You should also confirm, if applicable, whether or not this amount includes any early mortgage payoff fees.

Next, you need an estimate of the value of your home. If you are only vaguely wondering if you can afford to sell your home, but not seriously considering it, you can take a look at similar homes in your area and current prices as a rough guide. If it is something you are seriously considering, think about asking a real estate agent to give you an estimate.

Once you have your home value you can use the following process:

  1. Add together the cost of:
    1. Real estate agent commission
    2. Sales costs such as transfer fees, escrow, notary fees etc.
    3. Property taxes and any other outstanding costs connected to your home
    4. Legal costs, if any

The total is your Cost To Sell.

  1. Add your cost to sell and your mortgage payoff costs, for your Total Costs
  2. Take your Total Costs away from the value of your home and the result is how much you will be left with, or left wing, depending on the circumstances.

Is Selling Your House When You Have A Mortgage Complicated?

The details around payment timings, getting the title transferred at the correct moment etc. can be confusing for the first time home buyer, but fear not. Your real estate agent, loan officer, title company, and everyone else on your real estate team have done this plenty of time before. While it is important that you ensure everything that should happen has happened, and in the right order, it is the real estate professionals that do all of the work, so you don’t have to.

For example

Ahead of time, the title agent will ask for details of your mortgage lender, your mortgage account number, and your payoff amount. Once you have signed all of the paperwork at the closing meeting, the title agent sends off your final mortgage payment and then transfers the title to the new owner.

You know what’s coming though, right?

BUT

That doesn’t mean that selling your house when you have a mortgage is always straight forward. Most of the problems are associated with timing, especially in a market where there is high demand and buyers outnumber the homes available.

In these situations, lenders are reluctant to approve a new mortgage before a homeowner has their current house under contract. Obviously, if you have to wait until you have signed a sales contract for your current home before you can look for a new house, you can run into some tricky logistical problems.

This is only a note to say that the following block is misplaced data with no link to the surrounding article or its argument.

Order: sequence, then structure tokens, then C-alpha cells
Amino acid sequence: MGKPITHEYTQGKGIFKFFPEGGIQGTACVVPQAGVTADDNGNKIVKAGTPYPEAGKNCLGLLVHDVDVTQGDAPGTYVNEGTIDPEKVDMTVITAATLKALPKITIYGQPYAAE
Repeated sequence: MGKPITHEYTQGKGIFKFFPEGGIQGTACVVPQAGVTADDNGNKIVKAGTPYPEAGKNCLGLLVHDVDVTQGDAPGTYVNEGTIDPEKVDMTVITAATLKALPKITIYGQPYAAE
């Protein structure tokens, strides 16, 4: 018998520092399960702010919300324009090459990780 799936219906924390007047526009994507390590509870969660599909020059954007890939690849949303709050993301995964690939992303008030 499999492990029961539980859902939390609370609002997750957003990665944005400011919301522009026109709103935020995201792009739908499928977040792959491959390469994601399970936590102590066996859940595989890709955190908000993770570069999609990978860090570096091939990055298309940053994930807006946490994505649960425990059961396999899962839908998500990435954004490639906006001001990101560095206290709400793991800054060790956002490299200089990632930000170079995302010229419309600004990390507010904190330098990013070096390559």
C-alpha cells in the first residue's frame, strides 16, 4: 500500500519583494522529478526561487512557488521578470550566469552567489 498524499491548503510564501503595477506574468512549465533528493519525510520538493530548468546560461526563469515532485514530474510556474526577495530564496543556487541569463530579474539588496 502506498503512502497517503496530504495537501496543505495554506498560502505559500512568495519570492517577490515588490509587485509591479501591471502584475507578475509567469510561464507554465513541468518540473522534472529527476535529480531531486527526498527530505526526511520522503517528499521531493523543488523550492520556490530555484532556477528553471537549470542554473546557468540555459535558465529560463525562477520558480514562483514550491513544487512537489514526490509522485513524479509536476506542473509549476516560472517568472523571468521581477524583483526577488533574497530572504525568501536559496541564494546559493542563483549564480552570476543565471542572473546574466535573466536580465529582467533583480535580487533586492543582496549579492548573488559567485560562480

Do I Have To Ask My Lender Before I Sell?

You do not need your mortgage lenders permission to sell, but you are obliged, by a point in your loan contract called the “Due On Sale” clause. As you can probably guess, this clause says that as soon as you complete the formalities of your property sale and the title and deeds are transferred to the new owner, your lender must be paid any amount you still owe.

Can I Sell My Mortgaged House If I’m In Negative Equity?

Yes, there is nothing to stop you selling your house if you have a mortgage and are in a position of negative equity. However, whether or not you should or would want to, is a different matter.

If you sell your home and have negative equity, you will not be able to pay off your mortgage from the proceeds of the sale and will still be required to pay the balance to the lender upon completion of the sale.

The Last Word

As a homeowner, there is nothing to stop you, in most situations, from selling your home while you still have a balance to pay on your mortgage. If you are considering this, first take the time to calculate how much money you will be left with after the sale, or if you’re unlucky, how much debt.

The sooner after taking out a mortgage you sell, the more likely it is that you will be left out of pocket and if you do find yourself in this situation, or if you sell while you have negative equity, you will be responsible for paying any outstanding balance, after you have used the proceeds of the sale, to the lender

Geoff

Geoff Southworth is the creator of RealEstateInfoGuide.com, the site that helps new homeowners, investors, and homeowners-to-be successfully navigate the complex world of property ownership. Geoff is a real estate investor of 8 years has had experience as a manager of a debt-free, private real estate equity fund, as well as a Registered Nurse in Emergency Trauma and Cardiac Cath Lab Care. As a result, he has developed a unique “people first, business second” approach to real estate.